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#172222 ABC(D) Model of Plant Flowers

Posted by Tom1991 on 20 December 2014 - 04:38 PM in Molecular Biology

Hello,

 

I think I understood the basic principles of the ABC-Model (for example that there are only Sepals and Carpels if there is a mutation in B function genes) but now I have to use this model to explain some mutations that I don't understand:

 

- "A mutant tomato developes fruits but has no sepals, instead petals in its first sector."

My thoughts about this: If it has fruits, it means that at least C (for carpels) works. It has no sepals, so there must be a mutation in genes for A. But I read that A and C are antagonists, so if there is no A, C takes its place which would result in Carpel, Stamina, Stamina, Carpel. So how can there be Carpels and Petals but no Sepals?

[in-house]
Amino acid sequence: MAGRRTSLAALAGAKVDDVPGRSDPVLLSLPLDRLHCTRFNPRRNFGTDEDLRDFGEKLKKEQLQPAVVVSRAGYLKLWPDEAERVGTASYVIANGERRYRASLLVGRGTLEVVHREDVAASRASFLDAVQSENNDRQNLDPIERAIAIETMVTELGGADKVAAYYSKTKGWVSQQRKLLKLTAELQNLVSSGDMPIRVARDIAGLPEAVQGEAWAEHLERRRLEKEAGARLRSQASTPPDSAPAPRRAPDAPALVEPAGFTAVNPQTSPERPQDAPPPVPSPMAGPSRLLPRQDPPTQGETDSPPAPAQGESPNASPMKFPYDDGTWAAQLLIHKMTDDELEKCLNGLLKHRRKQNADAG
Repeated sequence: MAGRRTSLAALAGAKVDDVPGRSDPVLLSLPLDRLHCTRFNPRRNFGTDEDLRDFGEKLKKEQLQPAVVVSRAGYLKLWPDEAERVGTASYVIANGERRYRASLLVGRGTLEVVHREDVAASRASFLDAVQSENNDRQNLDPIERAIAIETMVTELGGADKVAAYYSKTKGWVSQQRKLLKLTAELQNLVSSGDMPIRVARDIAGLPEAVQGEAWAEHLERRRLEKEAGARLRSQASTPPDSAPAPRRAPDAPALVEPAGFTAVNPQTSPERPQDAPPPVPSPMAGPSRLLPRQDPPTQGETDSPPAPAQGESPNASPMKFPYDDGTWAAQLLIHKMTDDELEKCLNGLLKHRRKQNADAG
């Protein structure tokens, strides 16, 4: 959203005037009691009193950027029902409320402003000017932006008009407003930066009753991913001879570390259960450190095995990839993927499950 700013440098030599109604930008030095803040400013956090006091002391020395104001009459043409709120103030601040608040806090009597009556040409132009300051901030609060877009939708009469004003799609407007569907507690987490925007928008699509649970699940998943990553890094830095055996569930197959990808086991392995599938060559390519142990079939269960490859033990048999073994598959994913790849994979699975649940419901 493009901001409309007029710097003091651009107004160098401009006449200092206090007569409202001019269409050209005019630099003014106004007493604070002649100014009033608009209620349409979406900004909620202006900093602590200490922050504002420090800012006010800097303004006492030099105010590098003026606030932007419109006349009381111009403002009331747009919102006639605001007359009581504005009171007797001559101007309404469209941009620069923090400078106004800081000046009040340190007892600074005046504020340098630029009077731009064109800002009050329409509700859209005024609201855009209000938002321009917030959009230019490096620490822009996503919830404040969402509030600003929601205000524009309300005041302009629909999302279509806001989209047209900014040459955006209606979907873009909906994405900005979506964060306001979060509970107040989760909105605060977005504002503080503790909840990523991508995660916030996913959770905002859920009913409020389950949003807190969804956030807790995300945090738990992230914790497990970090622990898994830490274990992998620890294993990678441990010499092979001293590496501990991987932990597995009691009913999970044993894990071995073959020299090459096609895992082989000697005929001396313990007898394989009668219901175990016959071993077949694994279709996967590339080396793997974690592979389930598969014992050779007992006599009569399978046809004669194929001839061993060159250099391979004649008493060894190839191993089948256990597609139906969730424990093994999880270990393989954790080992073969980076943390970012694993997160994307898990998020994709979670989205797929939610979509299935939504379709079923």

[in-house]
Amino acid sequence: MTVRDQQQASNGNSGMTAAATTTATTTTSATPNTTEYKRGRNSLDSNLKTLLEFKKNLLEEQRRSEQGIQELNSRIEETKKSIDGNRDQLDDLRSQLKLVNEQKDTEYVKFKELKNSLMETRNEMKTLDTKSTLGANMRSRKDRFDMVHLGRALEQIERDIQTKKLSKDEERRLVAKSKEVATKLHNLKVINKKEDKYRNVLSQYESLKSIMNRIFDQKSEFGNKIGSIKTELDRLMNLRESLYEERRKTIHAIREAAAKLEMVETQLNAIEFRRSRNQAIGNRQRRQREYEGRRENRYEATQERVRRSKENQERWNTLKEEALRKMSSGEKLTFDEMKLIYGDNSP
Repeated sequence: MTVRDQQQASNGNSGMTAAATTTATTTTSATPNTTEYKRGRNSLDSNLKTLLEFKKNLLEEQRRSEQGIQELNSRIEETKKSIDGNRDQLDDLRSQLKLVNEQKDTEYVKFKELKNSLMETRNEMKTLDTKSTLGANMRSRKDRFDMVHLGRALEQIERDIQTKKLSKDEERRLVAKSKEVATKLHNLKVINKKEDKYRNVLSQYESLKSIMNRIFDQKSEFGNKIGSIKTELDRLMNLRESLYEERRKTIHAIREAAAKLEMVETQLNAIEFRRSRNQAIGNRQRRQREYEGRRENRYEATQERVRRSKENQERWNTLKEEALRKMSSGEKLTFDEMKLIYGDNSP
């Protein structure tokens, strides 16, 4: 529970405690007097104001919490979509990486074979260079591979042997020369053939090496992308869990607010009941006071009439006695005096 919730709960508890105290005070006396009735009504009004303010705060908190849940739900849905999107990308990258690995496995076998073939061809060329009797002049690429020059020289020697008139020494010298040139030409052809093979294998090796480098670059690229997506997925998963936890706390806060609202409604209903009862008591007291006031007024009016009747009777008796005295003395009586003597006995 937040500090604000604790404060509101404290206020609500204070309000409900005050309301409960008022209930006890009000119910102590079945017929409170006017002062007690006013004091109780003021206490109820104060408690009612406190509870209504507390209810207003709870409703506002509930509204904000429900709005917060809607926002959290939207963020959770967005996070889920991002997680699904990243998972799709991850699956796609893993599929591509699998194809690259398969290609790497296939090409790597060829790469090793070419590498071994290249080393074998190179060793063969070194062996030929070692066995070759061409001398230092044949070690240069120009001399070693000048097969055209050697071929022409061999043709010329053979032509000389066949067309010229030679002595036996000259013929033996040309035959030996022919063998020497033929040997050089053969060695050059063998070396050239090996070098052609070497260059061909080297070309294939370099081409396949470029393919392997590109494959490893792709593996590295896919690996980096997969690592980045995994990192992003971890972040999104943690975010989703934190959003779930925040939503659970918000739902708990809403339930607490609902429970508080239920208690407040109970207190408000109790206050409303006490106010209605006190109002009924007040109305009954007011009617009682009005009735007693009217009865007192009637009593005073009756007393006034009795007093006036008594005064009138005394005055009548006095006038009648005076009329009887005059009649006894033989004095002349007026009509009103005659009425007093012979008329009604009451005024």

- "A mutant tomato can't develope carpels but can develop ovules."

How can that happen? I read that the ABCD model says that you need both, C and D for ovules!?

 

Can someone help me or knows a source where I can find out how this works? The articles I've read until now didn't help me with that.





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